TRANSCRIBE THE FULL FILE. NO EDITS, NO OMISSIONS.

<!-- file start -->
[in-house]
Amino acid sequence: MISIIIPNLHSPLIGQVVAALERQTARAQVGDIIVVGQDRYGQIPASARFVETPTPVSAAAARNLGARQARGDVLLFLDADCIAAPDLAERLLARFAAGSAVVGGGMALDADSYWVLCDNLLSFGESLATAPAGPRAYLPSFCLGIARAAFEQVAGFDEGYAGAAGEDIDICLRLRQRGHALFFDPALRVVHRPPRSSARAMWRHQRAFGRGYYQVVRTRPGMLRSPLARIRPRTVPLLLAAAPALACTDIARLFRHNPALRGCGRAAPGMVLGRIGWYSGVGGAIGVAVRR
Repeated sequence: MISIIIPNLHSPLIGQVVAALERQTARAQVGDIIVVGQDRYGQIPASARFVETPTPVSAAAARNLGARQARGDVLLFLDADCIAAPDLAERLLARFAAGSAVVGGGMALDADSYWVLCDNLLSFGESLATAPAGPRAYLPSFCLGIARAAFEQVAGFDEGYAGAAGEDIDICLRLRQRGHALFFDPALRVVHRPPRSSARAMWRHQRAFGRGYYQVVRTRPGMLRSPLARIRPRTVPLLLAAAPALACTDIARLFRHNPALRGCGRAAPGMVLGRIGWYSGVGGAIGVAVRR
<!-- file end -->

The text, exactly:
[in-house]
Amino acid sequence: MISIIIPNLHSPLIGQVVAALERQTARAQVGDIIVVGQDRYGQIPASARFVETPTPVSAAAARNLGARQARGDVLLFLDADCIAAPDLAERLLARFAAGSAVVGGGMALDADSYWVLCDNLLSFGESLATAPAGPRAYLPSFCLGIARAAFEQVAGFDEGYAGAAGEDIDICLRLRQRGHALFFDPALRVVHRPPRSSARAMWRHQRAFGRGYYQVVRTRPGMLRSPLARIRPRTVPLLLAAAPALACTDIARLFRHNPALRGCGRAAPGMVLGRIGWYSGVGGAIGVAVRR
Repeated sequence: MISIIIPNLHSPLIGQVVAALERQTARAQVGDIIVVGQDRYGQIPASARFVETPTPVSAAAARNLGARQARGDVLLFLDADCIAAPDLAERLLARFAAGSAVVGGGMALDADSYWVLCDNLLSFGESLATAPAGPRAYLPSFCLGIARAAFEQVAGFDEGYAGAAGEDIDICLRLRQRGHALFFDPALRVVHRPPRSSARAMWRHQRAFGRGYYQVVRTRPGMLRSPLARIRPRTVPLLLAAAPALACTDIARLFRHNPALRGCGRAAPGMVLGRIGWYSGVGGAIGVAVRR